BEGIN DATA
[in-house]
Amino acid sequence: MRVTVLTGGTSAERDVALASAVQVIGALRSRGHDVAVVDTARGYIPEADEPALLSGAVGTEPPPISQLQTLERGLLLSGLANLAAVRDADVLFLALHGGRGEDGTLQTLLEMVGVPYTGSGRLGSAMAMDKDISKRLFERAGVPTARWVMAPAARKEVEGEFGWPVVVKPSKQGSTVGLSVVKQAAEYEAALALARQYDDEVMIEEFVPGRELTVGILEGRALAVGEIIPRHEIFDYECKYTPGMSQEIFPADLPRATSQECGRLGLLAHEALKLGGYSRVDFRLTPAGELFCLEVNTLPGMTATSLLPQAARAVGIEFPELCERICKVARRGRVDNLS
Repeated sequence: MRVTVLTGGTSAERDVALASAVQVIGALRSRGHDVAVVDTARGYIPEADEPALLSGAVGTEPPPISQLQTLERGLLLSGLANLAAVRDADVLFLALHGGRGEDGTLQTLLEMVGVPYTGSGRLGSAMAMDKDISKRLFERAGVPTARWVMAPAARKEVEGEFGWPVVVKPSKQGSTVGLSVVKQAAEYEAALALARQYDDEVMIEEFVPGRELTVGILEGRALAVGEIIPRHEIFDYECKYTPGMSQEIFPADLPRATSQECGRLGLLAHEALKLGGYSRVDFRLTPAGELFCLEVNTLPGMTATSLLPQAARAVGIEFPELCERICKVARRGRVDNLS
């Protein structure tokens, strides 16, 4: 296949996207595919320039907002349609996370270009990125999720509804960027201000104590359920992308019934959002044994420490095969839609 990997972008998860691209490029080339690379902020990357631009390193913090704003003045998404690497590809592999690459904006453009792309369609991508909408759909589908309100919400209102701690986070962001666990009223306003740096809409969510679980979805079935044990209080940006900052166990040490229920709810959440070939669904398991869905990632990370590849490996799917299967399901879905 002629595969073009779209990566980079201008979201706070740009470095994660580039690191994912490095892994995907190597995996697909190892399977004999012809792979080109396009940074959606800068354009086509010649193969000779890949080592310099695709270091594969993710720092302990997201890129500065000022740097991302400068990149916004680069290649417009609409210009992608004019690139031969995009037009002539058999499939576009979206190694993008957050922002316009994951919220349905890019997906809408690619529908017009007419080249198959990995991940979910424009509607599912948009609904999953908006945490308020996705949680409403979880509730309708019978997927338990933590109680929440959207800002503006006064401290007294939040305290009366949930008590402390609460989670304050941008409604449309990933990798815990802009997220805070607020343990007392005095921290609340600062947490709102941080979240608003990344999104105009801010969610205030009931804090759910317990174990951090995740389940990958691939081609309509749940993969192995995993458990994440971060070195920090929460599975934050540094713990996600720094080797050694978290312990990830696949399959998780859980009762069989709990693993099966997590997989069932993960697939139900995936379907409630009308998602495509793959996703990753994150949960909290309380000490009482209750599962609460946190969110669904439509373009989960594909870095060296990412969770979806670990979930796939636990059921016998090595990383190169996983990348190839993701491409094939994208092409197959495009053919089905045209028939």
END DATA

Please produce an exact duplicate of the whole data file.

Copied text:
[in-house]
Amino acid sequence: MRVTVLTGGTSAERDVALASAVQVIGALRSRGHDVAVVDTARGYIPEADEPALLSGAVGTEPPPISQLQTLERGLLLSGLANLAAVRDADVLFLALHGGRGEDGTLQTLLEMVGVPYTGSGRLGSAMAMDKDISKRLFERAGVPTARWVMAPAARKEVEGEFGWPVVVKPSKQGSTVGLSVVKQAAEYEAALALARQYDDEVMIEEFVPGRELTVGILEGRALAVGEIIPRHEIFDYECKYTPGMSQEIFPADLPRATSQECGRLGLLAHEALKLGGYSRVDFRLTPAGELFCLEVNTLPGMTATSLLPQAARAVGIEFPELCERICKVARRGRVDNLS
Repeated sequence: MRVTVLTGGTSAERDVALASAVQVIGALRSRGHDVAVVDTARGYIPEADEPALLSGAVGTEPPPISQLQTLERGLLLSGLANLAAVRDADVLFLALHGGRGEDGTLQTLLEMVGVPYTGSGRLGSAMAMDKDISKRLFERAGVPTARWVMAPAARKEVEGEFGWPVVVKPSKQGSTVGLSVVKQAAEYEAALALARQYDDEVMIEEFVPGRELTVGILEGRALAVGEIIPRHEIFDYECKYTPGMSQEIFPADLPRATSQECGRLGLLAHEALKLGGYSRVDFRLTPAGELFCLEVNTLPGMTATSLLPQAARAVGIEFPELCERICKVARRGRVDNLS
């Protein structure tokens, strides 16, 4: 296949996207595919320039907002349609996370270009990125999720509804960027201000104590359920992308019934959002044994420490095969839609 990997972008998860691209490029080339690379902020990357631009390193913090704003003045998404690497590809592999690459904006453009792309369609991508909408759909589908309100919400209102701690986070962001666990009223306003740096809409969510679980979805079935044990209080940006900052166990040490229920709810959440070939669904398991869905990632990370590849490996799917299967399901879905 002629595969073009779209990566980079201008979201706070740009470095994660580039690191994912490095892994995907190597995996697909190892399977004999012809792979080109396009940074959606800068354009086509010649193969000779890949080592310099695709270091594969993710720092302990997201890129500065000022740097991302400068990149916004680069290649417009609409210009992608004019690139031969995009037009002539058999499939576009979206190694993008957050922002316009994951919220349905890019997906809408690619529908017009007419080249198959990995991940979910424009509607599912948009609904999953908006945490308020996705949680409403979880509730309708019978997927338990933590109680929440959207800002503006006064401290007294939040305290009366949930008590402390609460989670304050941008409604449309990933990798815990802009997220805070607020343990007392005095921290609340600062947490709102941080979240608003990344999104105009801010969610205030009931804090759910317990174990951090995740389940990958691939081609309509749940993969192995995993458990994440971060070195920090929460599975934050540094713990996600720094080797050694978290312990990830696949399959998780859980009762069989709990693993099966997590997989069932993960697939139900995936379907409630009308998602495509793959996703990753994150949960909290309380000490009482209750599962609460946190969110669904439509373009989960594909870095060296990412969770979806670990979930796939636990059921016998090595990383190169996983990348190839993701491409094939994208092409197959495009053919089905045209028939």